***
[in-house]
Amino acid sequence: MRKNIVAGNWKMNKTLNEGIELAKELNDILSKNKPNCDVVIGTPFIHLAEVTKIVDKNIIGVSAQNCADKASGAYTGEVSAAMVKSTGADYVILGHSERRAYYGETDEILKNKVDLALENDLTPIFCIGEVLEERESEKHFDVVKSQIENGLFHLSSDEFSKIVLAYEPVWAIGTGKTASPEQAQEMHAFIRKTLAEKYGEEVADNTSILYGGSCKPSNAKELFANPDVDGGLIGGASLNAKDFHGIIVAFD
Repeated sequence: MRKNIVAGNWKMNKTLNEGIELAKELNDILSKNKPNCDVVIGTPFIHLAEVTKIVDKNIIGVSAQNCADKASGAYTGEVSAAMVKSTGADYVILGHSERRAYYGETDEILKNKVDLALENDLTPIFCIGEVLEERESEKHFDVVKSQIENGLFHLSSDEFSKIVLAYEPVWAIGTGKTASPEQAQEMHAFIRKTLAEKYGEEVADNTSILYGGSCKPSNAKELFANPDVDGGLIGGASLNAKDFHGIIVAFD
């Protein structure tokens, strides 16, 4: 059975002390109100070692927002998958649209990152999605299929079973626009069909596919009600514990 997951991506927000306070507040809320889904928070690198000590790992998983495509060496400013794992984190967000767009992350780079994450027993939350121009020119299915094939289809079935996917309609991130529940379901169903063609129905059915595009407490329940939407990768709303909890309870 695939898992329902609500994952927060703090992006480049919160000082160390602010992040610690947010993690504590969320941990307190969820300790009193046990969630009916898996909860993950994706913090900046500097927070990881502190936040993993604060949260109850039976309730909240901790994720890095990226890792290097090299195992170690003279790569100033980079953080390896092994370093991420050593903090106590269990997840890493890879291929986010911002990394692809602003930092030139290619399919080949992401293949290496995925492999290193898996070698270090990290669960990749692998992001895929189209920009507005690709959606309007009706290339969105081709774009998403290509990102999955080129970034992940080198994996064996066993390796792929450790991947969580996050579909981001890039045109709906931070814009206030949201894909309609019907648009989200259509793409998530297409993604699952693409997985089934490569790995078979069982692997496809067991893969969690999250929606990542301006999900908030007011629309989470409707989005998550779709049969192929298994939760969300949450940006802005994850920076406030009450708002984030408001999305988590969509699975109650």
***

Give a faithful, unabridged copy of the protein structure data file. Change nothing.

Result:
[in-house]
Amino acid sequence: MRKNIVAGNWKMNKTLNEGIELAKELNDILSKNKPNCDVVIGTPFIHLAEVTKIVDKNIIGVSAQNCADKASGAYTGEVSAAMVKSTGADYVILGHSERRAYYGETDEILKNKVDLALENDLTPIFCIGEVLEERESEKHFDVVKSQIENGLFHLSSDEFSKIVLAYEPVWAIGTGKTASPEQAQEMHAFIRKTLAEKYGEEVADNTSILYGGSCKPSNAKELFANPDVDGGLIGGASLNAKDFHGIIVAFD
Repeated sequence: MRKNIVAGNWKMNKTLNEGIELAKELNDILSKNKPNCDVVIGTPFIHLAEVTKIVDKNIIGVSAQNCADKASGAYTGEVSAAMVKSTGADYVILGHSERRAYYGETDEILKNKVDLALENDLTPIFCIGEVLEERESEKHFDVVKSQIENGLFHLSSDEFSKIVLAYEPVWAIGTGKTASPEQAQEMHAFIRKTLAEKYGEEVADNTSILYGGSCKPSNAKELFANPDVDGGLIGGASLNAKDFHGIIVAFD
């Protein structure tokens, strides 16, 4: 059975002390109100070692927002998958649209990152999605299929079973626009069909596919009600514990 997951991506927000306070507040809320889904928070690198000590790992998983495509060496400013794992984190967000767009992350780079994450027993939350121009020119299915094939289809079935996917309609991130529940379901169903063609129905059915595009407490329940939407990768709303909890309870 695939898992329902609500994952927060703090992006480049919160000082160390602010992040610690947010993690504590969320941990307190969820300790009193046990969630009916898996909860993950994706913090900046500097927070990881502190936040993993604060949260109850039976309730909240901790994720890095990226890792290097090299195992170690003279790569100033980079953080390896092994370093991420050593903090106590269990997840890493890879291929986010911002990394692809602003930092030139290619399919080949992401293949290496995925492999290193898996070698270090990290669960990749692998992001895929189209920009507005690709959606309007009706290339969105081709774009998403290509990102999955080129970034992940080198994996064996066993390796792929450790991947969580996050579909981001890039045109709906931070814009206030949201894909309609019907648009989200259509793409998530297409993604699952693409997985089934490569790995078979069982692997496809067991893969969690999250929606990542301006999900908030007011629309989470409707989005998550779709049969192929298994939760969300949450940006802005994850920076406030009450708002984030408001999305988590969509699975109650």